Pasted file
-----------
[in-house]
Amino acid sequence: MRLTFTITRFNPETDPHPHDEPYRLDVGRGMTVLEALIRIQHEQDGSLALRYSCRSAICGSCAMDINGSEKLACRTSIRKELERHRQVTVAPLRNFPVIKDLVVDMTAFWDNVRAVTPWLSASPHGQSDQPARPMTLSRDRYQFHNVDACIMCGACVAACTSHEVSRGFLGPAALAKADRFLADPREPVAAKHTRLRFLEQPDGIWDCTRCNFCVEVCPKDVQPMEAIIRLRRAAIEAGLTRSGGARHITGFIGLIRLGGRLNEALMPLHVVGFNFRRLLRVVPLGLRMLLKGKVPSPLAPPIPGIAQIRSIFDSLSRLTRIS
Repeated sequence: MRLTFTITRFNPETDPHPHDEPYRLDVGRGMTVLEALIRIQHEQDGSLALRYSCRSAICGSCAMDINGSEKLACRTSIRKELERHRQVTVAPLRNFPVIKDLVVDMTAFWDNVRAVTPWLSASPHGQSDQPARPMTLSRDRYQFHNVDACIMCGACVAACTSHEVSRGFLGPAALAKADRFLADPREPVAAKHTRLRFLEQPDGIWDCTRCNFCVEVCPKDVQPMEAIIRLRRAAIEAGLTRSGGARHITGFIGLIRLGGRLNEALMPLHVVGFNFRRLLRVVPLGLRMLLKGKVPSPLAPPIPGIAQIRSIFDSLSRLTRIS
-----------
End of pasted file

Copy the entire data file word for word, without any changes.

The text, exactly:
[in-house]
Amino acid sequence: MRLTFTITRFNPETDPHPHDEPYRLDVGRGMTVLEALIRIQHEQDGSLALRYSCRSAICGSCAMDINGSEKLACRTSIRKELERHRQVTVAPLRNFPVIKDLVVDMTAFWDNVRAVTPWLSASPHGQSDQPARPMTLSRDRYQFHNVDACIMCGACVAACTSHEVSRGFLGPAALAKADRFLADPREPVAAKHTRLRFLEQPDGIWDCTRCNFCVEVCPKDVQPMEAIIRLRRAAIEAGLTRSGGARHITGFIGLIRLGGRLNEALMPLHVVGFNFRRLLRVVPLGLRMLLKGKVPSPLAPPIPGIAQIRSIFDSLSRLTRIS
Repeated sequence: MRLTFTITRFNPETDPHPHDEPYRLDVGRGMTVLEALIRIQHEQDGSLALRYSCRSAICGSCAMDINGSEKLACRTSIRKELERHRQVTVAPLRNFPVIKDLVVDMTAFWDNVRAVTPWLSASPHGQSDQPARPMTLSRDRYQFHNVDACIMCGACVAACTSHEVSRGFLGPAALAKADRFLADPREPVAAKHTRLRFLEQPDGIWDCTRCNFCVEVCPKDVQPMEAIIRLRRAAIEAGLTRSGGARHITGFIGLIRLGGRLNEALMPLHVVGFNFRRLLRVVPLGLRMLLKGKVPSPLAPPIPGIAQIRSIFDSLSRLTRIS